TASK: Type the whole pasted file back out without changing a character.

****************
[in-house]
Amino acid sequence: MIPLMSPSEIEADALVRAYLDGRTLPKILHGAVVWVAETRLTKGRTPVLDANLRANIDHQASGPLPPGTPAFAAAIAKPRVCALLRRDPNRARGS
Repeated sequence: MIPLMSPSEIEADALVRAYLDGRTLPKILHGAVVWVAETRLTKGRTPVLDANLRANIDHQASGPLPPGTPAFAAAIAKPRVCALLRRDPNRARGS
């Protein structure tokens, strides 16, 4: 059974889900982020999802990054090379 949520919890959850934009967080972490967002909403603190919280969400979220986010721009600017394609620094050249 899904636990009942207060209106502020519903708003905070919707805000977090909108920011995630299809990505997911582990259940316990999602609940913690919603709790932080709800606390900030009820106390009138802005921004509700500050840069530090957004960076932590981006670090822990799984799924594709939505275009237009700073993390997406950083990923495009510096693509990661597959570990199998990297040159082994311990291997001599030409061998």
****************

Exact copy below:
[in-house]
Amino acid sequence: MIPLMSPSEIEADALVRAYLDGRTLPKILHGAVVWVAETRLTKGRTPVLDANLRANIDHQASGPLPPGTPAFAAAIAKPRVCALLRRDPNRARGS
Repeated sequence: MIPLMSPSEIEADALVRAYLDGRTLPKILHGAVVWVAETRLTKGRTPVLDANLRANIDHQASGPLPPGTPAFAAAIAKPRVCALLRRDPNRARGS
């Protein structure tokens, strides 16, 4: 059974889900982020999802990054090379 949520919890959850934009967080972490967002909403603190919280969400979220986010721009600017394609620094050249 899904636990009942207060209106502020519903708003905070919707805000977090909108920011995630299809990505997911582990259940316990999602609940913690919603709790932080709800606390900030009820106390009138802005921004509700500050840069530090957004960076932590981006670090822990799984799924594709939505275009237009700073993390997406950083990923495009510096693509990661597959570990199998990297040159082994311990291997001599030409061998």